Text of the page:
South Sudan’s two biggest universities host COVID-19 vaccination campaign

“I interact with so many people in school, at the market and in public places every day. I took the vaccine keep me protected”, says Paul, a 27-year-old engineering student at University of Juba.

He said he heard many rumours from his classmates that the vaccine can cause infertility in men and women, and can lead to premature death. Paul got affected by these false information.

“I gave it a thought for days and came to a conclusion that the vaccines will not harm people. No country would kill its citizens. This thought motivated me to take my jab when the vaccination was brought to our campus”, he adds.

World Vision’s CORE Group Polio Project Coordinator Guya Noel discusses the importance of the vaccine to students at University of Juba.


A total of 1,502 students, teaching and non-teaching staff, 620 of these women, were among the first batch who got vaccinated in University of Juba and Upper Nile University, both are located in capital city Juba and has combined 35,000 student population.

The vaccination in universities was in response to the communication issued by South Sudan’s Chair of the National Task Force on COVID-19, H.E. Vice President Hussein Abduelbagi Akol to increase COVID-19 vaccination and decrease severity and deaths in the country. 

The communication emphasized on the mandatory testing and vaccination of people in both public and private institutions. Subsequently, the Undersecretary in the National Ministry of Health directed health partners supporting vaccination to prioritize conducting in institutions.

Ida, 19, shows her vaccination card and wants to be a motivation for other female students to be vaccinated.


In line with the above directive, on January 31, 2021, World Vision’s CORE Group Polio Project funded by the United States Agency for International Development (USAID) heeded the call.

Through the project’s implementing partners Support for Peace and Education Development Programme (SPEDP) and Organization for people’s Empowerment and Needs (OPEN) the vaccinations were rolled out in the two universities.

My advice is to get vaccinated to protect your life which is precious to you and to protect others from dying. The vaccines are free and not dangerous like most of us thought.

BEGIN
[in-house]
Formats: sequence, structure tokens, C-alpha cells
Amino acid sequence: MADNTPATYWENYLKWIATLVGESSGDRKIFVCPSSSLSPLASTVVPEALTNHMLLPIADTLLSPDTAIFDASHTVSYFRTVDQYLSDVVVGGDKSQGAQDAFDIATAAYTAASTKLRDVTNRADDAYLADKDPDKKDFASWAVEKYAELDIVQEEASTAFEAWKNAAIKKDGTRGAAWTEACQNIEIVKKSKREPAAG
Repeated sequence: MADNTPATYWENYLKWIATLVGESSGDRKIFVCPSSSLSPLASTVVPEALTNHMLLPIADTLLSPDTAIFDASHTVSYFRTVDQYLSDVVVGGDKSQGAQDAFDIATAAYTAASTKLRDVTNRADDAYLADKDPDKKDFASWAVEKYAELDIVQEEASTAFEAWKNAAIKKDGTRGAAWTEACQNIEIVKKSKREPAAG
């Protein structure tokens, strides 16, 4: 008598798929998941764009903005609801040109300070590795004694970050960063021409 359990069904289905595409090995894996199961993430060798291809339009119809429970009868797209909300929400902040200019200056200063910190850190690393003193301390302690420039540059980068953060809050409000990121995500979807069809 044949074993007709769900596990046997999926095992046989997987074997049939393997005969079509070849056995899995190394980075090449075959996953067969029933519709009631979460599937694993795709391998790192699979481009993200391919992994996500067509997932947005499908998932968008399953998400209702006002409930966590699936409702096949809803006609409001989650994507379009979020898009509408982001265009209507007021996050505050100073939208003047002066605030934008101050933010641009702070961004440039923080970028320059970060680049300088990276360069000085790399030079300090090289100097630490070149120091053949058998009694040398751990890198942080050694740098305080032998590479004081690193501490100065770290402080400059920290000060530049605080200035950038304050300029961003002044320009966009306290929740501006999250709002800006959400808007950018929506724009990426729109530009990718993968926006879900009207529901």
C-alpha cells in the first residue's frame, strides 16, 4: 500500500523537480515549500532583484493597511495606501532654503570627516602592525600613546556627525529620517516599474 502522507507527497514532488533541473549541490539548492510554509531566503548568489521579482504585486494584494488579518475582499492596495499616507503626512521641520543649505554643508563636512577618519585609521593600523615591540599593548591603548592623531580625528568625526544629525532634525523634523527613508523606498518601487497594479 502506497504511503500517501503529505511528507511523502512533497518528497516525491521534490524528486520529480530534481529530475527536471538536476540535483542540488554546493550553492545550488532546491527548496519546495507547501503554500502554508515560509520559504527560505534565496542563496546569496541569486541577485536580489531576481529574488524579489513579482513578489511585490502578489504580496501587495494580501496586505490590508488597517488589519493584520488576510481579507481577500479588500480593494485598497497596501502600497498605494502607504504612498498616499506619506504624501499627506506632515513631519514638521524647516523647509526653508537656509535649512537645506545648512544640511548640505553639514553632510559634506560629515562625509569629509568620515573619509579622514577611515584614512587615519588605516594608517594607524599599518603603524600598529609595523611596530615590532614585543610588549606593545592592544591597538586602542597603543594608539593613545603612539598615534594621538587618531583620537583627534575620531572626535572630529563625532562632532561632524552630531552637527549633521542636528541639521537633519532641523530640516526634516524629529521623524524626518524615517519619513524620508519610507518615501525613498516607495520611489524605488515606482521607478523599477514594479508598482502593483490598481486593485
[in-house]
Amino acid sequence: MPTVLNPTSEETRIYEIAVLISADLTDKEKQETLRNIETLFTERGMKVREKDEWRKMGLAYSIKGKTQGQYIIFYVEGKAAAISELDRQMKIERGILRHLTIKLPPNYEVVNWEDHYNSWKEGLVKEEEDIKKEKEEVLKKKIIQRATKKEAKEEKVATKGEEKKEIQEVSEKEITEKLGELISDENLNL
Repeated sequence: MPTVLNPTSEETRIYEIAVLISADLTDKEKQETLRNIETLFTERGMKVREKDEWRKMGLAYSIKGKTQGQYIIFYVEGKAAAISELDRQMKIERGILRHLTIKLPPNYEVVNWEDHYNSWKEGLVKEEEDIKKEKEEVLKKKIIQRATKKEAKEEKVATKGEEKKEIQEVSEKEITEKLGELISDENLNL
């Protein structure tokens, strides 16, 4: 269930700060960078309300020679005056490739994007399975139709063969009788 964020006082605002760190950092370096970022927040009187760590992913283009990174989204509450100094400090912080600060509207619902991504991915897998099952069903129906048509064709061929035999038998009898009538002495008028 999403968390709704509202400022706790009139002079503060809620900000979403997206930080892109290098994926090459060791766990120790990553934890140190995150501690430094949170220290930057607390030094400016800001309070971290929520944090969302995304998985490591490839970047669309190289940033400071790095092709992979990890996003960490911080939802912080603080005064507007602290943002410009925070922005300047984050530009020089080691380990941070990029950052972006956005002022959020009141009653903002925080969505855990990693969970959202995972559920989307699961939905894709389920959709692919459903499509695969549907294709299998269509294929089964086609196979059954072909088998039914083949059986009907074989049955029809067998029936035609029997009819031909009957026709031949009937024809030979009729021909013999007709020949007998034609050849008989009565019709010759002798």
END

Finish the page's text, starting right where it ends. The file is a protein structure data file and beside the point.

Ida, another student, shares, “I have no worries about the vaccine. I feel protected with my jab. The COVID-19 is here to stay since it’s the third year we have been faced by the pandemic.” The 19-year-old student emphasized that taking the COVID-19 vaccine should be everyone’s priority.

She further shares, “Some students believe that there is no COVID-19 in South Sudan due to the hot weather. My advice is to get vaccinated to protect your life which is precious to you and to protect others from dying. The vaccines are free and not dangerous like most of us thought.”

James Dut, a 25-year-old medical student expressed his gratitude, saying, “I am happy that the vaccines were brought closer to us. It’s the first time in the campus. We also get answers to our questions clearing the misconceptions.”

Paul, 27, gets the jab with the Johnson and Johnson (J&J) COVID-19 vaccine.


“This is a great initiative, and continuous awareness should be carried out not only at universities and public places but also on other platforms like radio and social media. This will make people learn more about the vaccines and those who are not vaccinated will get motivated to take their jabs”, he adds.

Dr. Chan Deng, the COVID-19 Coordinator at the University of Juba said he does awareness sessions in classrooms and conference halls, and encourage the students to adhere to the preventive measures such as wearing of face masks, washing and sanitizing hands regularly, and most importantly, to get vaccinated.

“The university is happy with the initiative making vaccination mandatory. We are encouraging students and staff 18 years above to get their jabs to protect them, their families and friends from the deadly effect of the virus. There is a lot of vaccine hesitancy but we shall keep educating them about the vaccines and its importance”, shares Dr. Chan.


Dr. Rumbe Samuel, the Deputy Project Director, confirmed arrangements are underway in the other institutions within Juba City. “The project has mapped and contacted heads of the institutions and developed micro plans”, Dr. Samuel explains.

He added that the project has recruited and trained the vaccination teams to conduct the COVID-19 vaccination in these institutions. The requests for COVID-19 vaccines have also been submitted to the State Ministry of Health.

South Sudan has reported 16,820 cases of COVID-19 with 137 deaths as of 3 February 2022. Though the country introduced COVID-19 vaccination in April 2021 only 4.76% of the target population have been vaccinated as of 9 February 2022.

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Story and photos by Jemima Tumalu, Communications Officer